Powering the Next Generation of Military Fighters

Customers around the world rely on Pratt & Whitney to deliver cutting edge propulsion systems.

Date: Issue 19 - December 2009

Now Pratt & Whitney is nearing the end of a long and successful process to bring our newest engine to market, as we prepare to deliver the first F135 production engines. The world’s most powerful fighter engine, the F135, is powering the F-35 Lightning II, made by Lockheed Martin. The F135 brings single engine safety derived from a proven fifth generation fighter engine, the F119 engine powering the F-22 Raptor.
Forty thousand pounds of thrust…stealth technology…supersonic and vertical lift capabilities. The F135 engine is the answer for today’s military, and its roots in the rock-solid F119 engine give our customers even greater confidence in the future of the F135.
Recently, we achieved a major milestone when the F135 propulsion system successfully powered the Lockheed Martin F-35B Lightning II short takeoff/vertical landing (STOVL) stealth fighter through the first in-flight engagement of its STOVL propulsion system. Additionally, the Pratt & Whitney F135 has surpassed 12,850 engine test hours and more than 126 test flights. This is a major step in what has been a very successful system development and demonstration phase of the F135 program. We are on schedule to deliver the first production F135 engines this year, as well as achieve our first short take-off and vertical landing (STOVL) operations. The F-35 Lightning II program represents the first time the U.S. Air Force, Navy and Marine Corps have successfully fielded a tri-service strike fighter. The program also includes participation from eight F-35 partner nations: Turkey, the United Kingdom, Italy, the Netherlands, Canada, Australia, Denmark and Norway. Currently, there are more than 40 companies from our eight partner nations engaged in our F135 engine program.
As planned, the F-35 Lightning II will replace the F-16 Fighting Falcon, A-10 Thunderbolt II, AV-8B Harrier and the F/A-18 Hornet. More than 2,500 aircraft could be produced over the life of the program.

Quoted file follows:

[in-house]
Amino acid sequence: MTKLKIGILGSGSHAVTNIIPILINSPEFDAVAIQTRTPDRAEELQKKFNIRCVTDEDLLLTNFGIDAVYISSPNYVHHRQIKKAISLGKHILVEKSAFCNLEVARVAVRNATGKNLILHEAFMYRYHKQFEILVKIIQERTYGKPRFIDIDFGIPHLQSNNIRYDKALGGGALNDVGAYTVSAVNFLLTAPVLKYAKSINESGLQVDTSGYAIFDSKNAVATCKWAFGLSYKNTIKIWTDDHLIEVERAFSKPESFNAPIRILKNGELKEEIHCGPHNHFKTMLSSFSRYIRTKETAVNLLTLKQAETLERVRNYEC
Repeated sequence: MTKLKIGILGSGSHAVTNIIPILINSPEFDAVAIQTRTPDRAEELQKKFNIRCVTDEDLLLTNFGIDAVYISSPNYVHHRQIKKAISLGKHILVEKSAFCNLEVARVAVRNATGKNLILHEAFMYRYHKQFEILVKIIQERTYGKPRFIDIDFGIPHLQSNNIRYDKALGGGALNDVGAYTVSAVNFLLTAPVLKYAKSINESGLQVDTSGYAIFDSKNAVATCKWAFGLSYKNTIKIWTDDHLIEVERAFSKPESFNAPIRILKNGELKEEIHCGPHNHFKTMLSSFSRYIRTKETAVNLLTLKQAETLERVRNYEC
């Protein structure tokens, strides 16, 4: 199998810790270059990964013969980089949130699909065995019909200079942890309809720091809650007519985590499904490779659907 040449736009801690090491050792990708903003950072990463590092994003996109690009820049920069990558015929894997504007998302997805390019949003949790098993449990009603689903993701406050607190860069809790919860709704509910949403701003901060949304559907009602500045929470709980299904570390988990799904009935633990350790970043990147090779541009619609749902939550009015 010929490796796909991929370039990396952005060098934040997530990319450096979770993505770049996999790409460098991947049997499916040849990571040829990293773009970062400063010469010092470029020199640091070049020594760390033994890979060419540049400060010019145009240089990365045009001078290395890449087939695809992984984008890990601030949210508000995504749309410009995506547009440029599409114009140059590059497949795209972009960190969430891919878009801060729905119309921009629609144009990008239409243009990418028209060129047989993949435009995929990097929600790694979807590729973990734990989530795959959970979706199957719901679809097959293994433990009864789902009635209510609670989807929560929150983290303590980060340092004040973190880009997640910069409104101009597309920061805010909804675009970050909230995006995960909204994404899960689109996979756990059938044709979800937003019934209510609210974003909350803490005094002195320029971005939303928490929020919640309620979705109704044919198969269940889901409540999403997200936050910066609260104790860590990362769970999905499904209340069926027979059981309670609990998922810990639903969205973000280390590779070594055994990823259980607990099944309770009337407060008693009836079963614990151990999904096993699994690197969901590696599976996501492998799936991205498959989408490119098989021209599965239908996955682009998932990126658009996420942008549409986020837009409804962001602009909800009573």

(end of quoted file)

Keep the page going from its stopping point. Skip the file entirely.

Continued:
The F135 is derived from Pratt & Whitney’s F119-PW-100 engine, the cutting edge turbofan engine that exclusively powers the U.S. Air Force’s F-22 Raptor. The engine has an unparalleled pedigree, having surpassed 125,000 flight hours with a sterling record of dependability. The same proven elements of success in the F119 turbofan engine have been applied to the design and development of the F135. The F119 is the only fifth-generation fighter in operation, and Pratt & Whitney is proud to be the worldwide leader in fifth generation fighter propulsion.
Both the F119 and F135 engines feature advanced prognostics and health management systems, and are designed to core by integrating the F119’s high-performance six-stage compressor and single-stage turbine unit with a state-of-the-art low pressure stool. The F119 engine also delivers unparalleled aircraft maneuverability with its unique two-dimensional pitch vectoring exhaust nozzle. This convergent/divergent nozzle vectors thrust as much as 20 degrees up or down. Nozzle position management is integrated with the F-22 flight control system and is automatically regulated by the Full-Authority Digital Electronic Control (FADEC), as are hundreds of other engine and aircraft operating parameters. The FADEC also features advanced diagnostics and on-condition management capability for maintenance awareness, autonomic logistics support and automatic field and test data processing. The F119 also enables Supercruise, the ability to operate supersonically without afterburning, which gives the F-22 exceptional combat performance without compromising mission range.
The F135 began its evolution in October 2001 with the original system development and demonstration contract. Its first engine test occurred two years later, with the first Conventional Takeoff and Landing (CTOL) flight in December 2006. Since then, it has effortlessly powered the ongoing flight test program. This past year alone, the F135 has accumulated 60 additional flight test hours, for a total of 164 program-to-date, and an additional 2,105 engine ground test hours. Pratt & Whitney has delivered 11 of 12 ground test engines – all five of the planned CTOL/CV configurations and six of the seven planned STOVL configurations – as well as 15 of 18 flight test engines.

Looking ahead, we’re anticipating several notable milestones on the horizon, all of which will continue to solidify Pratt’s position at the forefront of development for the next generation of fighter technology. These include first vertical flight test; the first flight of the U.S. Navy’s F-35 carrier variant; and finally, delivery of the first production F135 engines. Pratt & Whitney’s legacy is secure, while our future remains brighter than ever.

By the time the F135 enters operation in 2013, the operating fleet of F119 engines will have logged more than 500,000 flying hours. The developmental fleet of F135 engines will have logged more than 16,000 flying hours even before moving into operational status.

Pratt & Whitney is the leader for next-generation fighter engine technology, and has a proven record of developing safe, reliable and mature engines for customers around the world. We’re proud of the F119, the most powerful, safest, and dependable fighter engine ever produced, but we’ve set the bar high with its successor. When we say, “It’s in our power,” the F135 is the perfect example, as we take engine propulsion to the next level for our customers across the globe.